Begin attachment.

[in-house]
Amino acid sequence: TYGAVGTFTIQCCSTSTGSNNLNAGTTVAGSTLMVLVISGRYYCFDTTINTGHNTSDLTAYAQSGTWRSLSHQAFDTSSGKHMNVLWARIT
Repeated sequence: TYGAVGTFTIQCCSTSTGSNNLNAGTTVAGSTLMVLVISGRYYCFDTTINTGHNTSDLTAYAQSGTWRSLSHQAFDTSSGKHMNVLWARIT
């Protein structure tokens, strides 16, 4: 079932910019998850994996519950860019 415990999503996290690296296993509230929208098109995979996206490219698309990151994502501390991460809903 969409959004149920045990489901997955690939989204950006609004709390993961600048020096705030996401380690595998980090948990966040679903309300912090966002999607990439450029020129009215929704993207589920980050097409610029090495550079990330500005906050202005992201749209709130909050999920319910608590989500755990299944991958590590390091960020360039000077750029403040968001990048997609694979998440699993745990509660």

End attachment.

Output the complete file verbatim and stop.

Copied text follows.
[in-house]
Amino acid sequence: TYGAVGTFTIQCCSTSTGSNNLNAGTTVAGSTLMVLVISGRYYCFDTTINTGHNTSDLTAYAQSGTWRSLSHQAFDTSSGKHMNVLWARIT
Repeated sequence: TYGAVGTFTIQCCSTSTGSNNLNAGTTVAGSTLMVLVISGRYYCFDTTINTGHNTSDLTAYAQSGTWRSLSHQAFDTSSGKHMNVLWARIT
């Protein structure tokens, strides 16, 4: 079932910019998850994996519950860019 415990999503996290690296296993509230929208098109995979996206490219698309990151994502501390991460809903 969409959004149920045990489901997955690939989204950006609004709390993961600048020096705030996401380690595998980090948990966040679903309300912090966002999607990439450029020129009215929704993207589920980050097409610029090495550079990330500005906050202005992201749209709130909050999920319910608590989500755990299944991958590590390091960020360039000077750029403040968001990048997609694979998440699993745990509660």